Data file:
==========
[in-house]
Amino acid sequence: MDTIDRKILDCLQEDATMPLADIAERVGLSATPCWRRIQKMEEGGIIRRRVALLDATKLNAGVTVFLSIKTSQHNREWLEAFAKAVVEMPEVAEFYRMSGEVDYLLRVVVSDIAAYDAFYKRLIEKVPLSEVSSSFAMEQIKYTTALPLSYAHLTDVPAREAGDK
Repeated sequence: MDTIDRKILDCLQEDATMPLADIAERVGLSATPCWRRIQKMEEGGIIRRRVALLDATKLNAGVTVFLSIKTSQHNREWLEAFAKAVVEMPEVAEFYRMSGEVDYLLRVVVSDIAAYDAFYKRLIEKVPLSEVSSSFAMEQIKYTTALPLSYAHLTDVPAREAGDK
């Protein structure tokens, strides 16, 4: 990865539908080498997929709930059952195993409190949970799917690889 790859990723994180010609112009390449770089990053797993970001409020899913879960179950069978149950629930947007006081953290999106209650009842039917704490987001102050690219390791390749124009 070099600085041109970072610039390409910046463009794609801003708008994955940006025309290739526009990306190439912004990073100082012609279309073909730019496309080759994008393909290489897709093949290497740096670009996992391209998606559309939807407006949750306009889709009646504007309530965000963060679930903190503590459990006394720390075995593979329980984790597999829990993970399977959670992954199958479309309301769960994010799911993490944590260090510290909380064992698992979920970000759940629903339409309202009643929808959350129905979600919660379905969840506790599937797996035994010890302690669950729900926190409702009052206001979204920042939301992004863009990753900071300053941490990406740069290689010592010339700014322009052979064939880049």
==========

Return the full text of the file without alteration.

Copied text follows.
[in-house]
Amino acid sequence: MDTIDRKILDCLQEDATMPLADIAERVGLSATPCWRRIQKMEEGGIIRRRVALLDATKLNAGVTVFLSIKTSQHNREWLEAFAKAVVEMPEVAEFYRMSGEVDYLLRVVVSDIAAYDAFYKRLIEKVPLSEVSSSFAMEQIKYTTALPLSYAHLTDVPAREAGDK
Repeated sequence: MDTIDRKILDCLQEDATMPLADIAERVGLSATPCWRRIQKMEEGGIIRRRVALLDATKLNAGVTVFLSIKTSQHNREWLEAFAKAVVEMPEVAEFYRMSGEVDYLLRVVVSDIAAYDAFYKRLIEKVPLSEVSSSFAMEQIKYTTALPLSYAHLTDVPAREAGDK
């Protein structure tokens, strides 16, 4: 990865539908080498997929709930059952195993409190949970799917690889 790859990723994180010609112009390449770089990053797993970001409020899913879960179950069978149950629930947007006081953290999106209650009842039917704490987001102050690219390791390749124009 070099600085041109970072610039390409910046463009794609801003708008994955940006025309290739526009990306190439912004990073100082012609279309073909730019496309080759994008393909290489897709093949290497740096670009996992391209998606559309939807407006949750306009889709009646504007309530965000963060679930903190503590459990006394720390075995593979329980984790597999829990993970399977959670992954199958479309309301769960994010799911993490944590260090510290909380064992698992979920970000759940629903339409309202009643929808959350129905979600919660379905969840506790599937797996035994010890302690669950729900926190409702009052206001979204920042939301992004863009990753900071300053941490990406740069290689010592010339700014322009052979064939880049």